Alastair Cook, an at-times incredulous witness to England’s inadequacies during his stints as a BT Sport pundit this winter, was a part of the team that got routed for 51 on the fourth and final afternoon of that first Test in February 2009. “We were told that was totally unacceptable as a playing group,” he said, reflecting after the Hobart defeat confirmed this winter’s 4-0 scoreline. “It was not good enough given the resources we have and the ability we had. Do something about it, or we’ll find someone else.”

The fall guy on that occasion was Ian Bell – and coincidentally, he is the player that Ollie Pope most resembles in technique and also, at this precise juncture of his faltering career, in temperament. Bell was famously banished to the beach for boxing sessions in a bid to “toughen up”, before returning to become the player that England needed to meet their heightened standards in the push to world No. 1 status.

It’s too simplistic to suggest that history is about to repeat itself simply with a change at the helm, but Pope – and Zak Crawley, and Dan Lawrence, and other young talents whose progress has stalled in the past 18 months – does not deserve for the message from on high to be one of “stuff it, we’re all doomed”. Even a glimmer of hope can go a long way for an ambitious sportsman.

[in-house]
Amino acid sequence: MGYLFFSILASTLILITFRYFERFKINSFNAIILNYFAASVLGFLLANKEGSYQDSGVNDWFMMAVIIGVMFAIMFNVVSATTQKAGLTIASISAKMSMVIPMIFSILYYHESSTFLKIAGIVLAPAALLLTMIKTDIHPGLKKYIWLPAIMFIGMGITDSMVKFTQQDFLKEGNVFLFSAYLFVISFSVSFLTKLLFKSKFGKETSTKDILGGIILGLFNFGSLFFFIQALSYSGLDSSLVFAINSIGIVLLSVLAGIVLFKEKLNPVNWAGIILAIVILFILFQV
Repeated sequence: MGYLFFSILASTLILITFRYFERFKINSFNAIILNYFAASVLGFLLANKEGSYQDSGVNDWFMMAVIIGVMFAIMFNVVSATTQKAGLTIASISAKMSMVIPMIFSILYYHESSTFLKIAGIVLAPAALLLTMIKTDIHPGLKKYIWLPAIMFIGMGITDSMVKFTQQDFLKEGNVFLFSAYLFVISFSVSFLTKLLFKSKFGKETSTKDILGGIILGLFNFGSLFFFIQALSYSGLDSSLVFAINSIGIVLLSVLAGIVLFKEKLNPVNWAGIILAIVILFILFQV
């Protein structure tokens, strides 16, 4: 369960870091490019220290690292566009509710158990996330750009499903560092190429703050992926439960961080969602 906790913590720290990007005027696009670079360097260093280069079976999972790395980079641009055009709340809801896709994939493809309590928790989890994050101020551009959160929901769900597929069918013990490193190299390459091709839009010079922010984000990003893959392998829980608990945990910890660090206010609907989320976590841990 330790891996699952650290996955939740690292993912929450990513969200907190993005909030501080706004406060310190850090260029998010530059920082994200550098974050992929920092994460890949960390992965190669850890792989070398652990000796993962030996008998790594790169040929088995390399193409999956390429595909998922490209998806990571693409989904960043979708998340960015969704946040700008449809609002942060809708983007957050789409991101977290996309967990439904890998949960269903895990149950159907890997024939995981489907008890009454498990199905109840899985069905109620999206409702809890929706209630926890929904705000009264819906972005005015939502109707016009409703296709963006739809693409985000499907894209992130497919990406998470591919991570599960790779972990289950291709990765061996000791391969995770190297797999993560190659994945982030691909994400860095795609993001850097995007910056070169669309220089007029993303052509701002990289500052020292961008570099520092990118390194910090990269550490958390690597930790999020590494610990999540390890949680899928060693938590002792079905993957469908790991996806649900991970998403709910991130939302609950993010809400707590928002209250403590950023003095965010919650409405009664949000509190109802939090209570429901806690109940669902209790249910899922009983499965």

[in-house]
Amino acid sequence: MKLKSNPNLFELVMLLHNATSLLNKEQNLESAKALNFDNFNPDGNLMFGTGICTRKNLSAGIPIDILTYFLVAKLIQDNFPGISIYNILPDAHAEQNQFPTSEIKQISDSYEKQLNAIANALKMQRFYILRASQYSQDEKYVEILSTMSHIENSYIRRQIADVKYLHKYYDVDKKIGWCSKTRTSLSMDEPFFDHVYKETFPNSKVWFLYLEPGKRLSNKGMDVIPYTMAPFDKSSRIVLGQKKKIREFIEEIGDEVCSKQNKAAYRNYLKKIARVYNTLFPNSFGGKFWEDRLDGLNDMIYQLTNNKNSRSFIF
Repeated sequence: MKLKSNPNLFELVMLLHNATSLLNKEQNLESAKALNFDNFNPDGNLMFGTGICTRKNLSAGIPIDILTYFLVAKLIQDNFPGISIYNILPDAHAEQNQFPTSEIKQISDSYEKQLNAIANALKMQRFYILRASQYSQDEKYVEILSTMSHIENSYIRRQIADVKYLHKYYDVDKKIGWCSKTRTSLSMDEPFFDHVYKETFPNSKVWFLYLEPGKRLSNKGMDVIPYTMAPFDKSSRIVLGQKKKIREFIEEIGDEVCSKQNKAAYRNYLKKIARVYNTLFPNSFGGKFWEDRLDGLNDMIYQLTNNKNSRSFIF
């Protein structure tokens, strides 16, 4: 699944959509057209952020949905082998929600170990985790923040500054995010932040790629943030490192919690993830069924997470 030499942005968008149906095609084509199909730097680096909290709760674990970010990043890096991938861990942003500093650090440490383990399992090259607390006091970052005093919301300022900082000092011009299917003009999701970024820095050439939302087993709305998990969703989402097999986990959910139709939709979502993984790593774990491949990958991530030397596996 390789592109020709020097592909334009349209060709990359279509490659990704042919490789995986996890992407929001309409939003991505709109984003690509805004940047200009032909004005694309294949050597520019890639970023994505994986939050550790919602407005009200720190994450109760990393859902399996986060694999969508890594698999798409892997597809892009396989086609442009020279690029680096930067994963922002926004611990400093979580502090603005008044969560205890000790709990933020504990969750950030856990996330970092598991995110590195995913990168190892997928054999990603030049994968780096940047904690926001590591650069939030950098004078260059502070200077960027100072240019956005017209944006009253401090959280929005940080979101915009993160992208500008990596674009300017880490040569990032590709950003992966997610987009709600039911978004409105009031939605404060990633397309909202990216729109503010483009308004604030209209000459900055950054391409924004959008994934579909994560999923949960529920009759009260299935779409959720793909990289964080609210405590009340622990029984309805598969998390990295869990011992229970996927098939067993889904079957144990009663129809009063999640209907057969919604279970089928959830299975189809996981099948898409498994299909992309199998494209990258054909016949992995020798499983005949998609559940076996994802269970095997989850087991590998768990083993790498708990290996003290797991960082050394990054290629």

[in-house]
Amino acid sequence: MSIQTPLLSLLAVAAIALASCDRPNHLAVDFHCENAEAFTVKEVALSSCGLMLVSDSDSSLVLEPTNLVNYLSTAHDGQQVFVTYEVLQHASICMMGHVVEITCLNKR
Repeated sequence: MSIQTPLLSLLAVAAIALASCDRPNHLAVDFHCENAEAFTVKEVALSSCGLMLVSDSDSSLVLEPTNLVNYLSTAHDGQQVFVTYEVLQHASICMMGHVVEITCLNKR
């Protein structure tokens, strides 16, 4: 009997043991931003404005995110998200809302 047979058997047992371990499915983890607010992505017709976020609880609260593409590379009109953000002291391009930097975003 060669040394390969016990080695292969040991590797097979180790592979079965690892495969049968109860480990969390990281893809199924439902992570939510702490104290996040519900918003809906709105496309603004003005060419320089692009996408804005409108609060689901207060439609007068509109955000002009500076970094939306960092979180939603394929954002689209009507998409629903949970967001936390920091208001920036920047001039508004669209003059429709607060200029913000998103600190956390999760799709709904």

And that’s where Strauss comes back in, to attempt what he has done in various England guises throughout his career – from the single-handed manner in which he won the 2009 Ashes, to the exhaustive military-style planning that went into the 2010-11 triumph (a win that looks more incredible with every passing failure since), right through to his initial three-year stint in the very role that Giles took on in 2018, when Strauss’s awful family circumstances demanded that he step away from a job half done.

It’s the fate of an executive that you are judged on the toughness of your calls, and therefore not everything that Strauss did in his initial tenure met with favour, either at the time or in hindsight. But you cannot fault the clarity of his decision-making, from the sacking of Peter Moores, just days into the job (a point that won’t have been lost on Silverwood…), to the final excommunication of Kevin Pietersen, to the relentless white-ball focus that delivered so gloriously in 2019, even if the collateral damage is now coming under scrutiny.

For that reason, some might argue that Strauss is the wrong man to put back in charge – but really, who better to row back on a project that has served its time than the man who instigated it in the first place? At the very least, at a time when the ECB boardroom has never been more lacking in cricketing nous, Strauss can stroll back in with the officer-class plausibility that still cuts a disproportionate dash among county chairmen, and get things done simply by dint of his proven reputation.

That, for better or worse, is the system as it currently stands. It can be changed, but only a select few have the clout to make it happen. Strauss, former England captain and knight of the realm, may yet succeed where Giles, more of a loyal foot soldier, so clearly failed.

Andrew Miller is UK editor of ESPNcricinfo. @miller_cricket